From the shallow, it seems like freelancers are actually living their dream. Being able to call their own boss as well as not having a boss who’s always after you, is a desire which everybody has in today’s scenario.
While freelancing is a perfect fit for some people, what happens if—for you—that fit starts to feel a bit off?
Here are some red flags that suggest freelancing might not be your thing. But don’t fear—these warning signs you shouldn’t freelance come with solutions if you’re determined to strike out on your own.
- Firstly, Working whenever you need,
- Secondly, Making your own schedule of work,
- Thirdly, Outside agreement,
- Fourthly, Flying above the day-to-day grind,
- Lastly, Not stickled to 9-5 employment.
These are the key perks of freelancing, and exactly what makes it an appealing work option for so many people.
But what if factors in your life make this kind of extreme flexibility feel too uncertain?
If you have children or other people to care of a severe health issue, a mortgage to pay, or any other life circumstances that count on a predictable income stream, freelancing’s flexibility can become a double-edged sword.
Job Security is threatened
Sure you’ll be able to pick up your kids from school without worrying about clearing it with your manager, but you might be worried about whether you’re making
enough to pay for their expenses this month instead.
The more the security of a regular paycheck as well as dependable benefits sounds good to you, the more you might not be cut out for the sometimes spontaneous nature of freelance work.
But it doesn’t have to be an either/or situation.
Need a Freelancing Job? Here’s what all you need to do
Establishing Anchor Clients
If the potentially up to and down the nature of freelance work makes you nervous, one surefire way to shore up the consistency of your freelance income and workload
are to focus on establishing an anchor client.
Anchor clients are individuals or businesses you develop an ongoing relationship with and do a steady amount of work for every month.
Committing to an anchor client will narrow your freelance flexibility.
Practice long term freelancing
Opportunities aren’t jumping off the page from your list of previous or current clients, start actively seeking out individuals or companies looking to hire longer-time freelancers.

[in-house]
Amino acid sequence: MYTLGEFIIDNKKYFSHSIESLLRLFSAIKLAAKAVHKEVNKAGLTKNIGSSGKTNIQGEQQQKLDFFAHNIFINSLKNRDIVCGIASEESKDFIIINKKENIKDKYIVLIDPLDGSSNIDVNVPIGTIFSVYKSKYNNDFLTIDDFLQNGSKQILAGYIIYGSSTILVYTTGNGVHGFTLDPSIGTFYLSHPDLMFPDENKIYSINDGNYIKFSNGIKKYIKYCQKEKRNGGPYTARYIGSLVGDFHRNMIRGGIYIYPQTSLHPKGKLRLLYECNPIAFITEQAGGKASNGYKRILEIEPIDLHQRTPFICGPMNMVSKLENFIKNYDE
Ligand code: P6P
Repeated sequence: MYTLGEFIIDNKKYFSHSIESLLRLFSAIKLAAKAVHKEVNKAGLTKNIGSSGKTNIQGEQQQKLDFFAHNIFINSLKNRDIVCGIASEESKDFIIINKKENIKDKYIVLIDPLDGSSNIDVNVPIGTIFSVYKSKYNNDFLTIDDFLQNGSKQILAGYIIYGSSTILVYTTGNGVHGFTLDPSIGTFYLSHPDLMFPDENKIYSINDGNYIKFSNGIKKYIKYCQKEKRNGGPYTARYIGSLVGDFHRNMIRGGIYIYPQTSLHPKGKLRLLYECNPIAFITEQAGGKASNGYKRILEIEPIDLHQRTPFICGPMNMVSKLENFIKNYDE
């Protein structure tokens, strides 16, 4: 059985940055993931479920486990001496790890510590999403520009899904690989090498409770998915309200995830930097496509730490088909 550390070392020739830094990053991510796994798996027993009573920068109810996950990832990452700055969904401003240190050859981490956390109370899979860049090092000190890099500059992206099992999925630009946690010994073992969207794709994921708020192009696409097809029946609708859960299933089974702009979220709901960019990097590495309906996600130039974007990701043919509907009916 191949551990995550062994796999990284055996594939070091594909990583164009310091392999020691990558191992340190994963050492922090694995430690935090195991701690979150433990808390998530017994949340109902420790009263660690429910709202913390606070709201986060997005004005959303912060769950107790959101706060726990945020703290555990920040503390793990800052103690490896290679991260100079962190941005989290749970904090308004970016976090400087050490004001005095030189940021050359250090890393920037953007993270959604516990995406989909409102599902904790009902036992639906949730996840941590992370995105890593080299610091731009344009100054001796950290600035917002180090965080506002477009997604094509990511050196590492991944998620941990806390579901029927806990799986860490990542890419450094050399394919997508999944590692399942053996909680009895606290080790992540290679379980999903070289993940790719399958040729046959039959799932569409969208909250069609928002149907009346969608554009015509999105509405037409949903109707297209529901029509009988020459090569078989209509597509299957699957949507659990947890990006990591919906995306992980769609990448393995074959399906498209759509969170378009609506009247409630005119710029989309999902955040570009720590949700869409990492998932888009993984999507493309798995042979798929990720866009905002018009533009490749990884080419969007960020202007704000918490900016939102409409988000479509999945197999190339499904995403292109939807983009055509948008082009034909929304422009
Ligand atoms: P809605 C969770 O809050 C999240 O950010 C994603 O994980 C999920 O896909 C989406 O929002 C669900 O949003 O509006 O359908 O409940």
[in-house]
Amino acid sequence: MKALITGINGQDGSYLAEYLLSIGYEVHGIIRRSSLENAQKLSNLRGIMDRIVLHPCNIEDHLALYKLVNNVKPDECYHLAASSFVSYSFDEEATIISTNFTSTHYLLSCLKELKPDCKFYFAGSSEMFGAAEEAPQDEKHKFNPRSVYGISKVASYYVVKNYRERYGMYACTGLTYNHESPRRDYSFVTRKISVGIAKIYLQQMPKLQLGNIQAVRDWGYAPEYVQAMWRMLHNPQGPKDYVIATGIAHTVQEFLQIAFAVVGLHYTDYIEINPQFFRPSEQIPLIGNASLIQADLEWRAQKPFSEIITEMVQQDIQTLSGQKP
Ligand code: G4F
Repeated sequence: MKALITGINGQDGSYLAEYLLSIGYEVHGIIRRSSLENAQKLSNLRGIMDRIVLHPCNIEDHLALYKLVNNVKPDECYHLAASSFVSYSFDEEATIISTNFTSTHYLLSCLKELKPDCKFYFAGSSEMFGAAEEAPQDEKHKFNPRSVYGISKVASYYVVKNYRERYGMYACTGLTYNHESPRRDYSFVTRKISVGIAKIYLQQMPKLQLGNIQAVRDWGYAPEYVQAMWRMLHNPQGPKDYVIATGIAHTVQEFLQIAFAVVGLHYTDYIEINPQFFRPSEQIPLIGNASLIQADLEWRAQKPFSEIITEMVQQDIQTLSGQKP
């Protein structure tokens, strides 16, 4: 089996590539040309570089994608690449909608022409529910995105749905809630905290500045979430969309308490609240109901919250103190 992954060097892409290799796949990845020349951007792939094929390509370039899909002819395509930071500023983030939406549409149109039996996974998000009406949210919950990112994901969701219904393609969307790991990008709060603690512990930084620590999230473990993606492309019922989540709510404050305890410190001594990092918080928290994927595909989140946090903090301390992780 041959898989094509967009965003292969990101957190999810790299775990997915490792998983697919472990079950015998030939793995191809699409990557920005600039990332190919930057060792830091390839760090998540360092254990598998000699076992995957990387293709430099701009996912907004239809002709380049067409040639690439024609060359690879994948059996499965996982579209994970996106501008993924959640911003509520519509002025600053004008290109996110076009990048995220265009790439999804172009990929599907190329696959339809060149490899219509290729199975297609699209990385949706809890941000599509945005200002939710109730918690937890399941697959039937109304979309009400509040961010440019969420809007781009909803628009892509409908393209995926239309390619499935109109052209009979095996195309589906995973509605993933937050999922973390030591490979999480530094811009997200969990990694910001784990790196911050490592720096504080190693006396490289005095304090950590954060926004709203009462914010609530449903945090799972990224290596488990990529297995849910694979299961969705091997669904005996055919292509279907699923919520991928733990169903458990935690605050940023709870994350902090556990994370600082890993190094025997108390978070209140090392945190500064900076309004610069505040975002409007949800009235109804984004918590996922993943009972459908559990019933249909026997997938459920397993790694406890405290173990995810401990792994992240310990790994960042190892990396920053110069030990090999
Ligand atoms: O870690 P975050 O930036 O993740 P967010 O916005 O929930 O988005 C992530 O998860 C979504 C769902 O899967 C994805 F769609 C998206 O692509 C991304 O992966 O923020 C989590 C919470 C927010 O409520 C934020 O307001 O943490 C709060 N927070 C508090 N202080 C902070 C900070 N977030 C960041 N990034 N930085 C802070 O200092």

Meanwhile, when it comes to freelancing and security, it’s helpful to keep in mind that the grass isn’t necessarily greener on the other side.
Organization and Fertility Aren’t Your Vigorous Suit
If an organization, as well as self-directed productivity, don’t come naturally, to you, freelancing can quickly start to feel like a swamp of procrastination and looming, deferred work.
The more stuck you become, the more you might start rethinking freelance work as well as looking wistfully to the structures of full-time office life.
But with a little bit of adjustment and dedication, you can easily bring some of that office-style structure to freelancing.
What to do to make yourself organized?
You’ll never feel organized as a freelancer until you implement some organizational systems, that’s simply a fact.
But those systems don’t need to be anything overly knotty, arduous, or evocative of a manager breathing down your neck in a cubicle.
Some basic processes to help you stay focused as well as efficient will do just fine.
The most essential way to bring focus and organization to your freelance work is to regular, daily schedule.
The best part about sticking to a regular schedule as a freelancer is that you get to decide exactly what that schedule looks like.
Whether it’s using a daily to-do list, taking some time on Sunday evening to plot out your calendar for the week, deciding on fixed chunks of work time followed by planned breaks, building in time for walks as well as stretching periodically through the day, or whatever else helps to give you work day flow.
Being a part of a team is what you miss being a freelancer
When it comes to selling the flexibility and benefits of freelance work versus the rigidity of a 9-5 job, there’s one vital part of an office culture that’s sometimes overlooked—working on a team and having regular social interaction with co-workers.
Every person’s mileage varies when it comes to social needs.
Some people flourish working alone, while other people can feel confined even in a busy workplace.
What to Do if You Don’t Feel Comfortable Selling Your Skills
Feeling like you’re pestering potential clients by selling them on something they don’t want, simply look at your freelance job search as a chance to showcase what it is you’re capable of doing.
Let’s create the next big thing together!
Coming together is a beginning. Keeping together is progress. Working together is success.